UK Stroke Forum 2016 took place from Monday to Wednesday (28-30 November) at the ACC in Liverpool. UK Stroke Forum is the largest multidisciplinary stroke event in the UK, attracting over 1400 delegates from across the stroke care pathway.
Stroke survivors, carers, family members and friends are experts in what it's like to experience and live with stroke. People affected by stroke are involved in many areas of our work, from helping to decide what research we fund, to collaborating with the researchers we fund on their studies. Find out how you can get involved to help shape stroke research in the future.
The European Stroke Organisation Conference (ESOC) 2018 took place between 16-18 May in Gothenburg, Sweden. The third day of ESOC featured new research which identified how to improve stroke care worldwide – from simple measures in low to middle-income countries, through to refinement of advanced techniques for acute and preventative stroke treatments.
We want the research we fund to make a difference in people’s lives. That’s why we think it’s important for researchers to involve stroke survivors in their projects. Stroke survivors’ experiences can improve the quality of research, and help researchers to be more confident that their work will benefit people affected by stroke.
The Stroke Association is a member of the Association of Medical Research Charities (AMRC), which is the national membership organisation of leading medical and health research charities in the UK. Published today, the AMRC's 'Making a difference: Impact report 2017' highlights how the research of its member charities makes a difference.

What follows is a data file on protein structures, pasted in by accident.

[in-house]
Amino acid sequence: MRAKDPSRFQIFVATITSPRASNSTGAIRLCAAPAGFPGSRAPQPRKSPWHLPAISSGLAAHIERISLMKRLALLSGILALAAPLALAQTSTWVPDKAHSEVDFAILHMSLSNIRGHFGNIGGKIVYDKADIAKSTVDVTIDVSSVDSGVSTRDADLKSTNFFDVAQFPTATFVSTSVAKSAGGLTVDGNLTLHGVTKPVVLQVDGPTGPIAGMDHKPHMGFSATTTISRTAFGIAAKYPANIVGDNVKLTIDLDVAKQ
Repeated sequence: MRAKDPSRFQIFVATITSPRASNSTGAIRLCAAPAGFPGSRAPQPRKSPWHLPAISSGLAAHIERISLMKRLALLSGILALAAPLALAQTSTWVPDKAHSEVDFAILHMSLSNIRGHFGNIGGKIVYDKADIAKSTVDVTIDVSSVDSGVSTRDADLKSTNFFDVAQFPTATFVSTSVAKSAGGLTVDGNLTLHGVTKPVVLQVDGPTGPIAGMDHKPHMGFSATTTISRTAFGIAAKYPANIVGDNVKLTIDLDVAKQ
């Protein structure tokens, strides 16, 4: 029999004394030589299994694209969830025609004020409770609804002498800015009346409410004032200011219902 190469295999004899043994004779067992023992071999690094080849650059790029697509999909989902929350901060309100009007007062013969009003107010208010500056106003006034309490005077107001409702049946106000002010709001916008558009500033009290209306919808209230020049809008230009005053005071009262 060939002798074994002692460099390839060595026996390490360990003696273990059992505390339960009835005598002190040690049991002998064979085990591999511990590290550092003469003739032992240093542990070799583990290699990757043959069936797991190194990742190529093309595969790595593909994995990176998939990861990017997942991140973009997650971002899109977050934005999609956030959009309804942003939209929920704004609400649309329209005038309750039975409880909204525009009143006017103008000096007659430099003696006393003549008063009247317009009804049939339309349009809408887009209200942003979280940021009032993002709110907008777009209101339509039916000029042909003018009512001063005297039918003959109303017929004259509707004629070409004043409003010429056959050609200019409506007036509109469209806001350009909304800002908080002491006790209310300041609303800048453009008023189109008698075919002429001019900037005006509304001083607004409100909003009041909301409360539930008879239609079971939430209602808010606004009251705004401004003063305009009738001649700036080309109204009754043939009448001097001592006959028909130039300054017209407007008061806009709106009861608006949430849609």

Project Grants cover the whole spectrum of stroke research - from secondary prevention and risk factors, through to treatment and rehabilitation in a clinical setting, and longer-term in the community.
Published in the journal, Neurorehabilitation and Neural Repair, a new Stroke Association funded study suggests people who are in the chronic stages of stroke will improve their reaching accuracy at the speed at which they train their reaching movement.
This study will test arm training to encourage a functionally useful contribution to recovery from the side of the brain unaffected by stroke (the 'non-stroke hemisphere'), and whether this is only possible early after stroke.
Researchers at Foothills Hospital in Calgary, Canada have done research that claims that TIAs (mini strokes) could cause long-term disability, and that clot busting drugs like Actilyse could be used to treat them.
We are delighted to invite applications for a 2018 Clinical Study in the field of stroke, which will be awarded jointly between the Stroke Association and the British Heart Foundation. Deadline for outline applications is 5pm on Monday 15 January 2018.